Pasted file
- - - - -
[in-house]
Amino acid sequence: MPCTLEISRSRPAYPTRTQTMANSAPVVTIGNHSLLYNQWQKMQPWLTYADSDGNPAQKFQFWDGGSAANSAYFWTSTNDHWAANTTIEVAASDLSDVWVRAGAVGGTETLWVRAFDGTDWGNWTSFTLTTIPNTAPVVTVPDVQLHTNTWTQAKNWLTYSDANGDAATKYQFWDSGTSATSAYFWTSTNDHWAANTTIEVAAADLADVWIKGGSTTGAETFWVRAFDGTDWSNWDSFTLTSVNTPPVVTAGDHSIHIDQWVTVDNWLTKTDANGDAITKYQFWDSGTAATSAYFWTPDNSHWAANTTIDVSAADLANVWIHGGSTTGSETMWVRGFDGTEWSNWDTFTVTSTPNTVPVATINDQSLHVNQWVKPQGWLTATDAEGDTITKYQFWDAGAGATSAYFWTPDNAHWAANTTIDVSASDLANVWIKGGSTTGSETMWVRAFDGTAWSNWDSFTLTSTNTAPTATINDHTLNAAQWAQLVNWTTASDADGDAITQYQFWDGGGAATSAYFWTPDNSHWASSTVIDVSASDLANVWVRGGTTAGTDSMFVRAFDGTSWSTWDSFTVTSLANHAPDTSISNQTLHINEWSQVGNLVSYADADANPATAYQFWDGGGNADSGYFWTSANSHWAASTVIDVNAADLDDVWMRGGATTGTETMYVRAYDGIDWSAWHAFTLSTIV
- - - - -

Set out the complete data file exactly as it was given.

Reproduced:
[in-house]
Amino acid sequence: MPCTLEISRSRPAYPTRTQTMANSAPVVTIGNHSLLYNQWQKMQPWLTYADSDGNPAQKFQFWDGGSAANSAYFWTSTNDHWAANTTIEVAASDLSDVWVRAGAVGGTETLWVRAFDGTDWGNWTSFTLTTIPNTAPVVTVPDVQLHTNTWTQAKNWLTYSDANGDAATKYQFWDSGTSATSAYFWTSTNDHWAANTTIEVAAADLADVWIKGGSTTGAETFWVRAFDGTDWSNWDSFTLTSVNTPPVVTAGDHSIHIDQWVTVDNWLTKTDANGDAITKYQFWDSGTAATSAYFWTPDNSHWAANTTIDVSAADLANVWIHGGSTTGSETMWVRGFDGTEWSNWDTFTVTSTPNTVPVATINDQSLHVNQWVKPQGWLTATDAEGDTITKYQFWDAGAGATSAYFWTPDNAHWAANTTIDVSASDLANVWIKGGSTTGSETMWVRAFDGTAWSNWDSFTLTSTNTAPTATINDHTLNAAQWAQLVNWTTASDADGDAITQYQFWDGGGAATSAYFWTPDNSHWASSTVIDVSASDLANVWVRGGTTAGTDSMFVRAFDGTSWSTWDSFTVTSLANHAPDTSISNQTLHINEWSQVGNLVSYADADANPATAYQFWDGGGNADSGYFWTSANSHWAASTVIDVNAADLDDVWMRGGATTGTETMYVRAYDGIDWSAWHAFTLSTIV